Wednesday, June 15, 2016

Troubling Pay Gap for Early Childhood Teachers

The U.S. Departments of Education and Health and Human Services released a report today that shines a spotlight on the gap in pay for early education teachers—97 percent of whom are women—and the impact that inequity has on schools' ability to attract and retain experienced, high-quality staff with higher levels of education.

Preschool is a critical means of expanding educational equity and opportunity by giving every child a strong start. Studies show that attending high-quality early education can result in children building a solid foundation for achieving the academic, health, and social outcomes that are of benefit to individual families and to the country as a whole.

Children who attend these programs are more likely to do well in school, find good jobs, and succeed in their careers than those who don't. And research has shown that taxpayers receive a high average return on investments in high-quality early childhood education, with savings in areas like improved educational outcomes, increased labor productivity, and a reduction in crime.

Yet, preschool teachers are paid less than mail order clerks, tree trimmers and pest control workers. Child care workers make less than hairdressers and janitors. In fact, most early childhood educators earn so little that they qualify for public benefits, including for the very programs they teach targeting low-income families.

Report Shines Light on Gaps

The national median annual wage for preschool teachers is $28,570, 55 percent of wages earned by kindergarten teachers ($51,640) and 52 percent of elementary school teachers ($54,890). It is worth noting that the pay for preschool teachers working in elementary school settings may be higher, but it is difficult to differentiate because the Bureau of Labor Statistics does not separate out the salaries by type of preschool.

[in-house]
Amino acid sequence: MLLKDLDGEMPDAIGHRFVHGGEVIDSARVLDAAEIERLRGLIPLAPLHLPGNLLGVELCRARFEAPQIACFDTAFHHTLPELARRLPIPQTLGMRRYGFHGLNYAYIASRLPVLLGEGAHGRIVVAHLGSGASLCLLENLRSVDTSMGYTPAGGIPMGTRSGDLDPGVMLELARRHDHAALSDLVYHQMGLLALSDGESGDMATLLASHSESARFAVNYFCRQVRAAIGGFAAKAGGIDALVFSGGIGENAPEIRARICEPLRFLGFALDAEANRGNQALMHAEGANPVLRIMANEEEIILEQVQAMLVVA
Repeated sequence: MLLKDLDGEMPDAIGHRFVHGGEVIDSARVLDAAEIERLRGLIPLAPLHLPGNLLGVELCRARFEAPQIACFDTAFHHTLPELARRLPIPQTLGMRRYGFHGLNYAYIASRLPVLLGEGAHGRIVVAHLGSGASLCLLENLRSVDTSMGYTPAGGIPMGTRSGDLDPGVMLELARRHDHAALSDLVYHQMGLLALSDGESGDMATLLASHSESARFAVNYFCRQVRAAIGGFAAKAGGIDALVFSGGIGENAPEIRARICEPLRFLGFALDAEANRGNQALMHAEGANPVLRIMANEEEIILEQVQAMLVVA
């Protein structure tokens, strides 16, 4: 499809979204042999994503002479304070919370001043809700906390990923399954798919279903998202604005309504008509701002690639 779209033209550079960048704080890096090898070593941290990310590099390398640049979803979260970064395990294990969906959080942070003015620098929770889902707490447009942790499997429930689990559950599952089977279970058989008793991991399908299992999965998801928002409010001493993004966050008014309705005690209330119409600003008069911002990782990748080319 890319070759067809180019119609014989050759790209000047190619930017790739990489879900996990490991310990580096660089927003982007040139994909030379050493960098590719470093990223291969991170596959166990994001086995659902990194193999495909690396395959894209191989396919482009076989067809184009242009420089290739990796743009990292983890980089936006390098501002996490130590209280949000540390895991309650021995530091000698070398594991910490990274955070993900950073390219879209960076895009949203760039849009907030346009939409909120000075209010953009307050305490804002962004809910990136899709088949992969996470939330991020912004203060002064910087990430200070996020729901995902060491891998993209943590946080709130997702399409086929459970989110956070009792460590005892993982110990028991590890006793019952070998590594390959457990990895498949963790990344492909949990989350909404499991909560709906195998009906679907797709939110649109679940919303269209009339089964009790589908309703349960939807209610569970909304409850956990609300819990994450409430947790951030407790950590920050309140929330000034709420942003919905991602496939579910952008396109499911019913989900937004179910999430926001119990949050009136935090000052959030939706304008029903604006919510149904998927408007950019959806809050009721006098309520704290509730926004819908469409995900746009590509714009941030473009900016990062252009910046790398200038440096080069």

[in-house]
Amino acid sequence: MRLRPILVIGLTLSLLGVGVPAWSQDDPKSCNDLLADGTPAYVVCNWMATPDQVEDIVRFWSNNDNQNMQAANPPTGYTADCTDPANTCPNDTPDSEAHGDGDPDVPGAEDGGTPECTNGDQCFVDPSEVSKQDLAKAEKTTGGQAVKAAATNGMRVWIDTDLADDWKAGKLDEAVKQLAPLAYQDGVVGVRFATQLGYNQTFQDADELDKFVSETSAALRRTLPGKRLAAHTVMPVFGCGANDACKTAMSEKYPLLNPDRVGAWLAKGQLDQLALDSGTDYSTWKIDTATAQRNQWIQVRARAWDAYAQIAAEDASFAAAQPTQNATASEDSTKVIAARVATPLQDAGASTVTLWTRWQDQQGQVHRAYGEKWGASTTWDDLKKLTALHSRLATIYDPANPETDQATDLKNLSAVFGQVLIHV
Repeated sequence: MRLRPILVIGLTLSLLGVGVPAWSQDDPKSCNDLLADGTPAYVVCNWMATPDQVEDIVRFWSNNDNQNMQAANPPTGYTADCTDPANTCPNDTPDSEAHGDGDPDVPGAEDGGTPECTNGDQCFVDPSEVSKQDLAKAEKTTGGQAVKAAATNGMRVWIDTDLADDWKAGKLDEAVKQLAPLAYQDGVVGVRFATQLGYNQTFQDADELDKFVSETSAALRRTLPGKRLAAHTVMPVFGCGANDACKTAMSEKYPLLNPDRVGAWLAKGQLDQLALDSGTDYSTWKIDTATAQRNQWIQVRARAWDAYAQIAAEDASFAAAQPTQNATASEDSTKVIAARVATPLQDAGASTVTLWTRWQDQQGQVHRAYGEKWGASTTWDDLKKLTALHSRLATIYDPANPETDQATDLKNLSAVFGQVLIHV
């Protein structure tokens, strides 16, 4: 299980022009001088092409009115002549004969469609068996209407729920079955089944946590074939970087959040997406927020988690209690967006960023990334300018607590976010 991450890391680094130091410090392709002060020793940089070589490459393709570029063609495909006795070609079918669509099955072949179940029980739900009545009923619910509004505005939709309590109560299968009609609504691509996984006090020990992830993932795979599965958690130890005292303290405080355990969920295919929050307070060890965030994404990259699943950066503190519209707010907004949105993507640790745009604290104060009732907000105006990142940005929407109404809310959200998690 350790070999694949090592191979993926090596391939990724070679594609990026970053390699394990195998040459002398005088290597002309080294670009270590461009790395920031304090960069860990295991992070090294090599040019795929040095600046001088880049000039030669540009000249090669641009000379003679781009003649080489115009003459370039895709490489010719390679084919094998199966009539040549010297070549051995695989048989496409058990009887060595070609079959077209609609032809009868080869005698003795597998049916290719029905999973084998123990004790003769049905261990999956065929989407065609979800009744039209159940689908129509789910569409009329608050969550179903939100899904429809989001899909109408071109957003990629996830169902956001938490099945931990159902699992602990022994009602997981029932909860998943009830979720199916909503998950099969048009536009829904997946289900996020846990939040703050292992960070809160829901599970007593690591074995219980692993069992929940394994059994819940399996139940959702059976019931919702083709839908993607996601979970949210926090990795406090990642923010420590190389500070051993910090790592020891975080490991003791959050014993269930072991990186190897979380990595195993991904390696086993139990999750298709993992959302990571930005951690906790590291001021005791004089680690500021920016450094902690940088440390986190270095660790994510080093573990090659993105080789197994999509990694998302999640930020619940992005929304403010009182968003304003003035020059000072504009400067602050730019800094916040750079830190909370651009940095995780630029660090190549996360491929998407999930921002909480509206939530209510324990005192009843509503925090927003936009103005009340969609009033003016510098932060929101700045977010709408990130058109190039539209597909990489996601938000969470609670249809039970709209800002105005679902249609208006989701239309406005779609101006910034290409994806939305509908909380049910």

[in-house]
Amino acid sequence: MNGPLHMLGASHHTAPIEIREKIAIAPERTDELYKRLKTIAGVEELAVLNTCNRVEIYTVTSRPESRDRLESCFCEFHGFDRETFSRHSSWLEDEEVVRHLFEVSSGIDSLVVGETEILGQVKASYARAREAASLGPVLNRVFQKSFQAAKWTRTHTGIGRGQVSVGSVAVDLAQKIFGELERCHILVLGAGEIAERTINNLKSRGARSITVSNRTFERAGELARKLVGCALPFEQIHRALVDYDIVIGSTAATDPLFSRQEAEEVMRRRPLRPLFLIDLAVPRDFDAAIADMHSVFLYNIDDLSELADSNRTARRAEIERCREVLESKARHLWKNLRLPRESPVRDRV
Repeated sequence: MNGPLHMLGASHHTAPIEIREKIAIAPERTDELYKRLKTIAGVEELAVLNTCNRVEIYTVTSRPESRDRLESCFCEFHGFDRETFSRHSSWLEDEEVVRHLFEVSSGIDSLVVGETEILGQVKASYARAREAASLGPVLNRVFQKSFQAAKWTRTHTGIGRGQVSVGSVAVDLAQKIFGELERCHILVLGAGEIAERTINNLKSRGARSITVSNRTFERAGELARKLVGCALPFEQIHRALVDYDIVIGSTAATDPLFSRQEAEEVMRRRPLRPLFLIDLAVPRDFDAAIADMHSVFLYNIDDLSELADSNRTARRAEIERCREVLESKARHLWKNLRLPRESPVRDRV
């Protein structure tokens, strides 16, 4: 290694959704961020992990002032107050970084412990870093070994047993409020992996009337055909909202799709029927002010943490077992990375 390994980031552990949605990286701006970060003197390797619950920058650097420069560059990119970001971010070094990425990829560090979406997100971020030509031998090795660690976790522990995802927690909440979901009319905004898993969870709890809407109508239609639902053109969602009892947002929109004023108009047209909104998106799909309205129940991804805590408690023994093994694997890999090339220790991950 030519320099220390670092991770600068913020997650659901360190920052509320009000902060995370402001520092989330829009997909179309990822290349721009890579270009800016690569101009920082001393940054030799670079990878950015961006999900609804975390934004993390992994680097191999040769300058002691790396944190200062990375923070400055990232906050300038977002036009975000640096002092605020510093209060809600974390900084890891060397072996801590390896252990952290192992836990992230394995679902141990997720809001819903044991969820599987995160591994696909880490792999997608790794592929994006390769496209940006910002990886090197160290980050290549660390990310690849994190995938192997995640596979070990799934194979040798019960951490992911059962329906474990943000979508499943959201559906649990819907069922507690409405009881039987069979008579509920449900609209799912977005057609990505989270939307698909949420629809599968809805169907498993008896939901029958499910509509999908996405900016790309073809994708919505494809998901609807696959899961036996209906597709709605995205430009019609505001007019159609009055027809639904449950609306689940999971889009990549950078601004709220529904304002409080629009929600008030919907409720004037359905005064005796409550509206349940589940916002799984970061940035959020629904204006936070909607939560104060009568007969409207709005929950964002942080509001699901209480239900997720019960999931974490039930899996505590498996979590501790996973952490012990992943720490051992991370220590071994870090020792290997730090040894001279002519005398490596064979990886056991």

The report found that while education and training requirements have increased for early education teachers, workforce pay has not. In fact, early learning caregivers and teachers with a Bachelor's degree earn nearly half the average earnings of individuals with a Bachelor's degree overall. In all states, median annual earnings for the child care workforce would qualify a worker with a family of three for Supplemental Nutrition Assistance Program benefits, which equals an income less than $26,124 annually.

Across early learning settings—including child care, Head Start, publicly-funded preschool in community and school-based settings—teachers with the same level of education have markedly different earnings. For example, the report shows that for an individual with a Bachelor's degree, there is a $6.70 per hour difference in median wages between employment in a public school sponsored program compared to a community-based program. That translates to a difference of $13,936 per year.

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